A project to fortify and restore the sand dunes at Norton Point Beach is now at risk as the Trustees of Reservations pull out of managing the two-mile shorefront and Edgartown prepares to take over.

At an Edgartown select board meeting on Tuesday, town officials criticized the Trustees for a letter sent to Sen. Julian Cyr and Rep. Dylan Fernandes that warned that the organization’s impending contract end date of March 30 would not give the Trustees enough time to implement Phase II of a beach nourishment plan.

The next phase, which was set to begin this month, includes reinforcing sand dunes in the area to protect against overwash, erosion, and sea level rise, concerns that have become particularly salient in the last couple weeks after a Christmas eve windstorm opened a breach in the shoreline connecting Edgartown and Chappaquiddick.

The organization had received $100,000 in federal ARPA funds to execute Phase II. Should the Trustees pull out of the project, the funds would either have to be returned to the government or the town would have to file to transfer them to its parks department.

In the letter, Trustees senior director of government relations Linda Orel expressed surprise that the town had sought to take ownership of the beach after the Trustees had stewarded over the property for nearly two decades.

“The Trustees has made significant capital investments at the beach,” Ms. Orel wrote. “We successfully nourished and restored the dunes and plantings through Phase I of our Norton Point restoration project, enhancing the climate resiliency of this critical coastal resource…We are proud of our work to preserve, protect and restore this iconic coastal system for tens of thousands of visitors to use and enjoy each year.”

But conservation agent Jane Varkonda took umbrage at the letter at Tuesday’s select board meeting. Although Ms. Orel had sent the letter on Dec. 16, the Trustees did not arrange a meeting with the town to discuss the plan until Dec. 28, she said.

“TTOR has failed to take into account that this beach restoration project is still critical,” she said.

Ms. Varkonda went on to say that the Trustees had not adequately communicated the status of Phase II to the town and had taken undue credit for the success of Phase I in their communication with the lawmakers.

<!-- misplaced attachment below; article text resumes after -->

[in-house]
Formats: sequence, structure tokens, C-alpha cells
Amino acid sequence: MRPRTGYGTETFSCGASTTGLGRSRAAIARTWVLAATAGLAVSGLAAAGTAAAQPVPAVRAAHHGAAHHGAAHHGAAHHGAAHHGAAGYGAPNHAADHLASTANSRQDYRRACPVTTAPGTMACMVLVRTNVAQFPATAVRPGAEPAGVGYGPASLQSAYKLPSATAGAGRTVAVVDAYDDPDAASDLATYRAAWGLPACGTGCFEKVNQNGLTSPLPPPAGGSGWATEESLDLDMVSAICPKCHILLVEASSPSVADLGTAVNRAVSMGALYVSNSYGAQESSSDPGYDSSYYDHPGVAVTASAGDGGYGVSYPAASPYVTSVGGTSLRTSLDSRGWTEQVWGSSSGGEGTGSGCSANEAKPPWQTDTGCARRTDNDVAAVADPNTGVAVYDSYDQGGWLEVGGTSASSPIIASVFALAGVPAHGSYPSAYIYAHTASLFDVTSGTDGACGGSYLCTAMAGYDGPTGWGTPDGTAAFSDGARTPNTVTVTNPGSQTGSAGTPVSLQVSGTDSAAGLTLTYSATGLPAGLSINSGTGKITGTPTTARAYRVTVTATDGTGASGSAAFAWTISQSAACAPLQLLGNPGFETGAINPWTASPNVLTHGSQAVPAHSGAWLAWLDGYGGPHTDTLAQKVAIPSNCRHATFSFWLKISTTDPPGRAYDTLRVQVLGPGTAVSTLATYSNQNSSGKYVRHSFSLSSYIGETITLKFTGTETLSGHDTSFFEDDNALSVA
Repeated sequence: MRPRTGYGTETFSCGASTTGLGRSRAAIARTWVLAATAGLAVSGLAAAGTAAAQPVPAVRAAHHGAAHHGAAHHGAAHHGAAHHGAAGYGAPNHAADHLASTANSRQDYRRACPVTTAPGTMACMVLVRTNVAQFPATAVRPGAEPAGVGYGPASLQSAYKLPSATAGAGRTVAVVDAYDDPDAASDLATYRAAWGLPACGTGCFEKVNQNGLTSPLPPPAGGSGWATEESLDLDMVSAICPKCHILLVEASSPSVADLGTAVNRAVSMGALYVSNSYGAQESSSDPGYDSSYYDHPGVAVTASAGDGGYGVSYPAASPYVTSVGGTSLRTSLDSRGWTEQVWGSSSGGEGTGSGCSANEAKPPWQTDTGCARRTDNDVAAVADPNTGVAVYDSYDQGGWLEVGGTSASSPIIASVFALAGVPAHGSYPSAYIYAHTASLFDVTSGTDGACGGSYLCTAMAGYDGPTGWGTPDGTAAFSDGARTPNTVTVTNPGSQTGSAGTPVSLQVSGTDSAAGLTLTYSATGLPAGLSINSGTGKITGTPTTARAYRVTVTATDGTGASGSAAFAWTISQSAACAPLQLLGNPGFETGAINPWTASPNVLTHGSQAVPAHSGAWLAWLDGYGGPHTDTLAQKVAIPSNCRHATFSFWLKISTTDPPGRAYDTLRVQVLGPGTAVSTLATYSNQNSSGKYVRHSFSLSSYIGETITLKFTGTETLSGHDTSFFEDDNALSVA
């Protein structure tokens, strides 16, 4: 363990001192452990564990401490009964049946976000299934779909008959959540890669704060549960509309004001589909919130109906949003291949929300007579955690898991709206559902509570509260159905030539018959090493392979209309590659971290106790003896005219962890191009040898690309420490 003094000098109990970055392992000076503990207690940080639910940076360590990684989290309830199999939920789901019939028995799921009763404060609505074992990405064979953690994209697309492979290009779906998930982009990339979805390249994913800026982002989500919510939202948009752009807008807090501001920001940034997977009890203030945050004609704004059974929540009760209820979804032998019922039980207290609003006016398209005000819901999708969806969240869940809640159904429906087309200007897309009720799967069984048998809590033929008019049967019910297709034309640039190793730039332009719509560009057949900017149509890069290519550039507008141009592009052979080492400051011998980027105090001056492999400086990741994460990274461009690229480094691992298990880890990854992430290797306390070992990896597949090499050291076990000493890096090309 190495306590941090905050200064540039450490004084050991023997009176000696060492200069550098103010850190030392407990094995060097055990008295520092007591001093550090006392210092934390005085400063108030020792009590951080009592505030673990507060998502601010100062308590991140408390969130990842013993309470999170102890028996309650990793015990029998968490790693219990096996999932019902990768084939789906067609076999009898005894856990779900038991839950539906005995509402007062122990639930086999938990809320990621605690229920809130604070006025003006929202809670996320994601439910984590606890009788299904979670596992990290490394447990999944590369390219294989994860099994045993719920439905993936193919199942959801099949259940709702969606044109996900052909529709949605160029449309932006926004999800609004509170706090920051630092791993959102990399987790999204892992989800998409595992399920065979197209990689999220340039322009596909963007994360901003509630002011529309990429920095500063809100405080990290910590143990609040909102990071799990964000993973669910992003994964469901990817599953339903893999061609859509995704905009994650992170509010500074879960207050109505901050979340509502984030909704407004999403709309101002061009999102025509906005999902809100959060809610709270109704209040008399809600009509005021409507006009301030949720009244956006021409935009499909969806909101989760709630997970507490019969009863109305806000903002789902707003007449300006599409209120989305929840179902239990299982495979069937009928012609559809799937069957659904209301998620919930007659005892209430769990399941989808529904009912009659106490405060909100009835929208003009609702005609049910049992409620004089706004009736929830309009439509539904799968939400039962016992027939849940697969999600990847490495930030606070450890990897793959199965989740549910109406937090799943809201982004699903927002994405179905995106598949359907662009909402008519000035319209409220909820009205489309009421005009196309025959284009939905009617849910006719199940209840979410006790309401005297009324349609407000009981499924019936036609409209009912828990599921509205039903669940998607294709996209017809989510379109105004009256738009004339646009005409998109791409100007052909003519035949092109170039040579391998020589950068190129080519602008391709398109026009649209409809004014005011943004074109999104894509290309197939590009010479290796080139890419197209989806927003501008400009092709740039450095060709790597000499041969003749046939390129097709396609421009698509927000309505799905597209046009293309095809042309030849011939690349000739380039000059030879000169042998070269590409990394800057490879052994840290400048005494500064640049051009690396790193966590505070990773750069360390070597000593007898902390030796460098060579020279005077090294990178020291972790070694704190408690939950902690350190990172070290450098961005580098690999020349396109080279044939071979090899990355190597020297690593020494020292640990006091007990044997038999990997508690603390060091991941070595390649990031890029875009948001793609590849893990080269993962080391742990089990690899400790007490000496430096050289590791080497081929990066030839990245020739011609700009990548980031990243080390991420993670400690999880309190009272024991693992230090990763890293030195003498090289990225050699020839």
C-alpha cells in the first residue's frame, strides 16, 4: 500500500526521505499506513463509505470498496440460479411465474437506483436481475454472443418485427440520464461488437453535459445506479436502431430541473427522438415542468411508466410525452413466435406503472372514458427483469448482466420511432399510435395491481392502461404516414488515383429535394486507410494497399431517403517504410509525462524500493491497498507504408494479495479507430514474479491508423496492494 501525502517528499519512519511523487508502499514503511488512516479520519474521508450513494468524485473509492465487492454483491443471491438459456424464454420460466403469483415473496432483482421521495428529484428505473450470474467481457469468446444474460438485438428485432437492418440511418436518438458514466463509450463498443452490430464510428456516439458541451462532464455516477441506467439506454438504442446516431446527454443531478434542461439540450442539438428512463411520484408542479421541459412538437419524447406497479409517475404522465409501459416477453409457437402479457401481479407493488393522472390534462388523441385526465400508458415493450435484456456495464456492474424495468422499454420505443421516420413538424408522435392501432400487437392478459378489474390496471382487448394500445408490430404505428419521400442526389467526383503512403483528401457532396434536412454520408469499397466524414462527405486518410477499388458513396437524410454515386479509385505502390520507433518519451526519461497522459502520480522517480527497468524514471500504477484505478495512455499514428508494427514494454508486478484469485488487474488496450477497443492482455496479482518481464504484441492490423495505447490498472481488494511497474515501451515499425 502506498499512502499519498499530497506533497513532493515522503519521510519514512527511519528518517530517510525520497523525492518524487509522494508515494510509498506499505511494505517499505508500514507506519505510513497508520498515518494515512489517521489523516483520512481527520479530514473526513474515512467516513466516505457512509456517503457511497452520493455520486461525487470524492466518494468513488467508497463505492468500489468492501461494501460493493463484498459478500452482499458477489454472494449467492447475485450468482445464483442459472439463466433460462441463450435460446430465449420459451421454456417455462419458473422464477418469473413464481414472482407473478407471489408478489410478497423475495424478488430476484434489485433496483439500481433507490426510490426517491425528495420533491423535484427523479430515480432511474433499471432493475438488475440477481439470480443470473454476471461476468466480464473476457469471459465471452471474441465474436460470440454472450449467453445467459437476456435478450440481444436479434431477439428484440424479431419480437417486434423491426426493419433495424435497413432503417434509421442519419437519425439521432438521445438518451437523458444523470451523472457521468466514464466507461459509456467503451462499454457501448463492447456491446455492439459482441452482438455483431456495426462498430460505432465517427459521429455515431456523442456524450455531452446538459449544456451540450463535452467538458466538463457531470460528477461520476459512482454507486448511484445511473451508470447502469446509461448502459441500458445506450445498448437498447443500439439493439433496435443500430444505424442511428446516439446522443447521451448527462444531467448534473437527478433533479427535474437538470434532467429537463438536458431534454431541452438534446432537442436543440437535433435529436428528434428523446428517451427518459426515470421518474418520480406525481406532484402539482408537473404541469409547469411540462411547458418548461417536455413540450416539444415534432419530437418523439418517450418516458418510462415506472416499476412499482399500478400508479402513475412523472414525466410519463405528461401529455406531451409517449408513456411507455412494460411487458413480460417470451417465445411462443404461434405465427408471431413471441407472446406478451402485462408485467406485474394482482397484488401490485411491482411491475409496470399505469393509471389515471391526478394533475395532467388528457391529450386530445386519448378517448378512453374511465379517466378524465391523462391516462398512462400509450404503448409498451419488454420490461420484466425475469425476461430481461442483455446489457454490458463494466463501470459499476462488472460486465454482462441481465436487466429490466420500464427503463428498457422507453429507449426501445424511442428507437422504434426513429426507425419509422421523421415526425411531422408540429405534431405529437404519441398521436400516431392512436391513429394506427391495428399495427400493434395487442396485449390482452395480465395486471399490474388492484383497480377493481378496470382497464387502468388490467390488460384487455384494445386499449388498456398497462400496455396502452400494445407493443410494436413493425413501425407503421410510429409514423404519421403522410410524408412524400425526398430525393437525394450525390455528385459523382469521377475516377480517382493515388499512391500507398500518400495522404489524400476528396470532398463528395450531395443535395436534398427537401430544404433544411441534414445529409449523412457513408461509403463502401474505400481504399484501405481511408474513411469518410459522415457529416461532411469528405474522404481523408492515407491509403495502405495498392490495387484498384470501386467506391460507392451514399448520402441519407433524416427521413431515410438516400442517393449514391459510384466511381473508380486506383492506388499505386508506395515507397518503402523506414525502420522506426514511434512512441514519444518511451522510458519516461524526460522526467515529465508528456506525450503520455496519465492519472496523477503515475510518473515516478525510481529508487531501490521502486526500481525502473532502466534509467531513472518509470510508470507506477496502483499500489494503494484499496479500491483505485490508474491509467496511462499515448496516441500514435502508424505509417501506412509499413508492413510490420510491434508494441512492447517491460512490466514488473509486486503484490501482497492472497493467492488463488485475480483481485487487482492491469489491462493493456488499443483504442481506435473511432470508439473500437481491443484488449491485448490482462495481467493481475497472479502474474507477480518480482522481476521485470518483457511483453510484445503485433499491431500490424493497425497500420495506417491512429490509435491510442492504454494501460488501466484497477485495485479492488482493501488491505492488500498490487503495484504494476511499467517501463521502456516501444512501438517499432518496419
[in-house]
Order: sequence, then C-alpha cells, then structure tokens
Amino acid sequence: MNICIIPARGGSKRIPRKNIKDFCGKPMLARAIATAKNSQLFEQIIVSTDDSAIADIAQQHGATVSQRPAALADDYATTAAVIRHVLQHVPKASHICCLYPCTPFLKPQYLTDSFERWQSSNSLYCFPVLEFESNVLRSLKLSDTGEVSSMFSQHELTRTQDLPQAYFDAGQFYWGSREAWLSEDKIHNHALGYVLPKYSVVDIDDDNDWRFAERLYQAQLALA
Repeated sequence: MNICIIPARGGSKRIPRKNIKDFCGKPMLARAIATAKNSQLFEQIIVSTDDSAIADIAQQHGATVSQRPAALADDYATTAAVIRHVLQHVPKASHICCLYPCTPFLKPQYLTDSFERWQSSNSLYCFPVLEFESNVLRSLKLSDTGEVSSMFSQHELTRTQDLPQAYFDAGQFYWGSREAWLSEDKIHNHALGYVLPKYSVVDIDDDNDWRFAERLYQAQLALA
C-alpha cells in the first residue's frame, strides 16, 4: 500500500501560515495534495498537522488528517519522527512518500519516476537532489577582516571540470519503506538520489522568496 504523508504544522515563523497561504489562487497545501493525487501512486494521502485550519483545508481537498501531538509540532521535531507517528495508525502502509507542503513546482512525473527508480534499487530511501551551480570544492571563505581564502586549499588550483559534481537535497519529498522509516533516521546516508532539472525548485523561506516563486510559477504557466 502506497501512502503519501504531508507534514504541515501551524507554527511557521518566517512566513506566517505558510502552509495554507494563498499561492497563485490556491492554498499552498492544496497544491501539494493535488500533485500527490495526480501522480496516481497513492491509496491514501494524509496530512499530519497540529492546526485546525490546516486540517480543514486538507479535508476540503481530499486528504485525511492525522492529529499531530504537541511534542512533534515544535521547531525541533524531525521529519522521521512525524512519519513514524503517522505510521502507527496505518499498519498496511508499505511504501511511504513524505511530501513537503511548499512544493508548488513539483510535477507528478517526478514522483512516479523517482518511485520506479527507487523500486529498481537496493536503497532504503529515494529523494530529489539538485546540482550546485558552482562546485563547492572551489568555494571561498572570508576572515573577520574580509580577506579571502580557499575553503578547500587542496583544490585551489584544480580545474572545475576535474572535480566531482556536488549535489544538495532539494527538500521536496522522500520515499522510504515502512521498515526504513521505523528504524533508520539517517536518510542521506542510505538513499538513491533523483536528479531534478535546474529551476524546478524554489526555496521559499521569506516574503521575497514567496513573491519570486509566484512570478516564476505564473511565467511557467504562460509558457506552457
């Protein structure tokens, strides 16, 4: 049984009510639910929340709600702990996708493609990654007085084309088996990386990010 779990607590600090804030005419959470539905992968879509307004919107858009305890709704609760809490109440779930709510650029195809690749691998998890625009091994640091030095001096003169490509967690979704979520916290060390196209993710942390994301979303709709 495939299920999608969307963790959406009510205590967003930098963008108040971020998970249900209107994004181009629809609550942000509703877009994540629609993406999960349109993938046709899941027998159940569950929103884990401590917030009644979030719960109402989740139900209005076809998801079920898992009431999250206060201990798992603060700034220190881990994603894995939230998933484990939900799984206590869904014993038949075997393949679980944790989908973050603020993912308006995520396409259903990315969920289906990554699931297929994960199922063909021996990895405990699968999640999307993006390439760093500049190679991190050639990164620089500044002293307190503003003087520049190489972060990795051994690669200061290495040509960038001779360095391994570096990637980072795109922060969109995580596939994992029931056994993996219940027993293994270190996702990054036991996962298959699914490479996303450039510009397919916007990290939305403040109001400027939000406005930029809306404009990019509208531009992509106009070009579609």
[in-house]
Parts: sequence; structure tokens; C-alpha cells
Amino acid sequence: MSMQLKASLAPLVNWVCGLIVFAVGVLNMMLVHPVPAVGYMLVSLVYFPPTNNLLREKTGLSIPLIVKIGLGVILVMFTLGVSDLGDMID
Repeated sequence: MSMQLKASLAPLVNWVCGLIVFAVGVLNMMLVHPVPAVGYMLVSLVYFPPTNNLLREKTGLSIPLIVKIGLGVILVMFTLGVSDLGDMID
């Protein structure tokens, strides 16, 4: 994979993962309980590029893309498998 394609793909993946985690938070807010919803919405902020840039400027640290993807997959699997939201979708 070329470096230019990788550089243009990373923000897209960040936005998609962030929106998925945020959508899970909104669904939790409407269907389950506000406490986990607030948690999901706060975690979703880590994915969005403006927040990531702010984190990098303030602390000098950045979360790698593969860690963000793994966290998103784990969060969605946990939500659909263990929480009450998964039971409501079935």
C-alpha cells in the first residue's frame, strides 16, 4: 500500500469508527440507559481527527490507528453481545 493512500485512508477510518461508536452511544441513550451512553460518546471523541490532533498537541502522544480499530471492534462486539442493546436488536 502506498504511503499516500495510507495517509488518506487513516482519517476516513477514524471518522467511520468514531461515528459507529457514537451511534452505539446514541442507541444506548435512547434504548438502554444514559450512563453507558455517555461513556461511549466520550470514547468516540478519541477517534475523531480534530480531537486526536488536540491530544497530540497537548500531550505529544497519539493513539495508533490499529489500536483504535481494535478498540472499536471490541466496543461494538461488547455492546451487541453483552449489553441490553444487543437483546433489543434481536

“I find her assumption that this was a TTOR initiative failed to recognize the work Edgartown put in,” Ms. Varkonda said, adding that the Trustees had only contributed 20 per cent of the overall investment.

“It’s putting the town in a precarious position,” town administrator James Hagerty said at the meeting. “If it’s not done by March, it might not get done period.”

Selectman Arthur Smadbeck moved to let the parks department look into taking over the funds.

“Leaving Edgartown in the lurch after all these years we’ve had…it’s more than unpleasant let’s put it that way,” he said.

“This almost feels spiteful,” selectman Mike Donaroma seconded.

The motion passed unanimously. Mr. Hagerty also agreed to draft a letter from the town in response to Ms. Orel. Both the Trustees and the town will meet with the Dukes County Commission on Thursday to discuss next steps for the beach nourishment plan.

“I hate to complain and I like to play nice in the sandbox but this is getting…it’s not getting any better,” Ms. Varkonda said.

In other business, the select board moved to appoint Kelly McCracken to the financial advisory committee, commending her 20 years of municipal financial experience. Ms. McCracken will serve until the special election at the town meeting in April.